In recent years, when considering ATP1A2 mutations, it may be necessary to consider FHM and alternating hemiplegia of childhood (AHC), as they may share the same pathological mechanisms (2123). Diagnostic criteria for AHC include: (1) repeated episodes of hemiplegia of varying severity or duration, involving alternating sides or both sides of the body; (2) onset before 18 months of age; (3) presence of other paroxysmal clinical signs, such as dystonic posturing, choreoathetoid movements, tonic spells, nystagmus, and autonomic features; and (4) progressive cognitive and neurological decline over time (24). In our case, the child experienced predominantly left-sided hemiplegic seizures, with occasional involvement of the right side. The boy also had epilepsy and varying degrees of mental retardation in the later stages of the disease, which needed to be distinguished from ACH. In this case, the boy had a history of febrile convulsions at 6 months old, convulsions and coma at 4–5 years old, and hemiplegic migraines at 13 years old. There were no other neurological abnormalities observed in this boy for over 10 years. Additionally, only the patient’s maternal grandmother had a history of headaches, and there were no instances of hemiplegia in the family. Therefore, ATP1A2-induced hemiplegia and migraine should be carefully differentiated.

In summary, it is crucial to explore the familial history of headaches and hemiplegia in patients, even in the absence of conventional brain imaging and examination. Genetic testing is of utmost importance for individuals exhibiting signs of potential hereditary disorders.

Data availability statement

The original contributions presented in the study are included in the article/supplementary material, further inquiries can be directed to the corresponding author.

Ethics statement

The studies involving humans were approved by the Fifth People’s Hospital of Chengdu. The studies were conducted in accordance with the local legislation and institutional requirements. Written informed consent for participation in this study was provided by the participants’ legal guardians/next of kin. Written informed consent was obtained from the minor(s)’ legal guardian/next of kin for the publication of any potentially identifiable images or data included in this article.

Author contributions

HZ: Writing – original draft, Writing – review & editing. LJ: Writing – review & editing, Writing – original draft. YX: Writing – review & editing. SY: Writing – review & editing, Conceptualization.


The author(s) declare that no financial support was received for the research, authorship, and/or publication of this article.


The authors are grateful to colleagues and radiologist for their close cooperation in image data collection and technical consultation.

Conflict of interest

The authors declare that the research was conducted in the absence of any commercial or financial relationships that could be construed as a potential conflict of interest.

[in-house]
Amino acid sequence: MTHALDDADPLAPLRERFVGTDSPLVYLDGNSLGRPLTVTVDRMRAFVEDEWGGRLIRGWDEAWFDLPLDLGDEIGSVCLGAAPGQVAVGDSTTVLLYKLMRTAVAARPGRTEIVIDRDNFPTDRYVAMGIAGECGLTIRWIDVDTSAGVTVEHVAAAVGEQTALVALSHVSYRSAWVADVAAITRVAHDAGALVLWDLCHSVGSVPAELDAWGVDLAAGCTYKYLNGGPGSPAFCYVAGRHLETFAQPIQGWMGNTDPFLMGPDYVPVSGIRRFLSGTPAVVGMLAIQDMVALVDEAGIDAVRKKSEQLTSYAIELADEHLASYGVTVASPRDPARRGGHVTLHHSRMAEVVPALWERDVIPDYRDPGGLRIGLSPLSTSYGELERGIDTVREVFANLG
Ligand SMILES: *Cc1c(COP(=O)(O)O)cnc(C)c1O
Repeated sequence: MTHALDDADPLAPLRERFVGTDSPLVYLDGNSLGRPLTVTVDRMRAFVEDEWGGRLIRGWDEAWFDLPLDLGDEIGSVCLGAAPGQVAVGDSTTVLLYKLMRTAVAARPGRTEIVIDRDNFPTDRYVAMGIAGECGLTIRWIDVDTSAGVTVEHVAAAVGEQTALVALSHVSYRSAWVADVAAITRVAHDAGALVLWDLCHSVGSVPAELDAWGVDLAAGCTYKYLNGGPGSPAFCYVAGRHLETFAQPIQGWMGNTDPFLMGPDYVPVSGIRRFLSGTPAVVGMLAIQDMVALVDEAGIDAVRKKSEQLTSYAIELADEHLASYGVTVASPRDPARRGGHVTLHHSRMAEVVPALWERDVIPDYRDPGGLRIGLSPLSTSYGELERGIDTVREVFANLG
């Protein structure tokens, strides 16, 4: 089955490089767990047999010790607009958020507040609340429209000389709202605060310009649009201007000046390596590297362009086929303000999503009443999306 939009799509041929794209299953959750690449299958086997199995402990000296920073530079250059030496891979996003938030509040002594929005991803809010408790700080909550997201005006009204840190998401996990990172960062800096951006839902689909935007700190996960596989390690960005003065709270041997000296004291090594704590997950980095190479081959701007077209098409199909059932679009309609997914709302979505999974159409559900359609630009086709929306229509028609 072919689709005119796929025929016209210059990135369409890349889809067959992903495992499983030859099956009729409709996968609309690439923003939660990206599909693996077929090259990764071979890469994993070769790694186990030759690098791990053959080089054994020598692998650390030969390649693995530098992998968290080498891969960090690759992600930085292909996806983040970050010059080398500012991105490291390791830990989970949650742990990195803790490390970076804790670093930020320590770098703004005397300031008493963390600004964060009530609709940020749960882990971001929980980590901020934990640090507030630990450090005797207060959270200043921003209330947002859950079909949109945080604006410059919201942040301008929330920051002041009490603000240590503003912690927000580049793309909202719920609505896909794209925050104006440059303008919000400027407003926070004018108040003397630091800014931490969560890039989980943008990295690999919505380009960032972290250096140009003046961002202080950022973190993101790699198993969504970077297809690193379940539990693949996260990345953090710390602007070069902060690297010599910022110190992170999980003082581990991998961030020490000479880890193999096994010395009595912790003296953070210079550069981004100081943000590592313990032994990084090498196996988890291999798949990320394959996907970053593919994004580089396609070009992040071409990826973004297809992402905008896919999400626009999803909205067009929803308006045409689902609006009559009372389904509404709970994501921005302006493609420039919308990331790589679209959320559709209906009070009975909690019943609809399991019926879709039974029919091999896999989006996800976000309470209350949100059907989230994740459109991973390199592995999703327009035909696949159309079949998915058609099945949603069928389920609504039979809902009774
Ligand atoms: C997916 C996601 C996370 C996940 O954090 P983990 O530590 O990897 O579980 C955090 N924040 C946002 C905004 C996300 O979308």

Publisher’s note

All claims expressed in this article are solely those of the authors and do not necessarily represent those of their affiliated organizations, or those of the publisher, the editors and the reviewers. Any product that may be evaluated in this article, or claim that may be made by its manufacturer, is not guaranteed or endorsed by the publisher.


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Keywords: ATP1A2, familial hemiplegic migraine, adolescent, hemiplegia, case report

Citation: Zhang H, Jiang L, Xian Y and Yang S (2024) Familial hemiplegic migraine type 2: a case report of an adolescent with ATP1A2 mutation. Front. Neurol. 15:1339642. doi: 10.3389/fneur.2024.1339642

Received: 16 November 2023; Accepted: 24 January 2024;
Published: 06 February 2024.

Edited by:

Huifang Shang, Sichuan University, China

Reviewed by:

Marco Russo, S. Maria Nuova Hospital, Italy
Takao Takeshima, Tominaga Hospital, Japan

Copyright © 2024 Zhang, Jiang, Xian and Yang. This is an open-access article distributed under the terms of the Creative Commons Attribution License (CC BY). The use, distribution or reproduction in other forums is permitted, provided the original author(s) and the copyright owner(s) are credited and that the original publication in this journal is cited, in accordance with accepted academic practice. No use, distribution or reproduction is permitted which does not comply with these terms.

*Correspondence: Sen Yang,

These authors have contributed equally to this work and share first authorship

Disclaimer: All claims expressed in this article are solely those of the authors and do not necessarily represent those of their affiliated organizations, or those of the publisher, the editors and the reviewers. Any product that may be evaluated in this article or claim that may be made by its manufacturer is not guaranteed or endorsed by the publisher.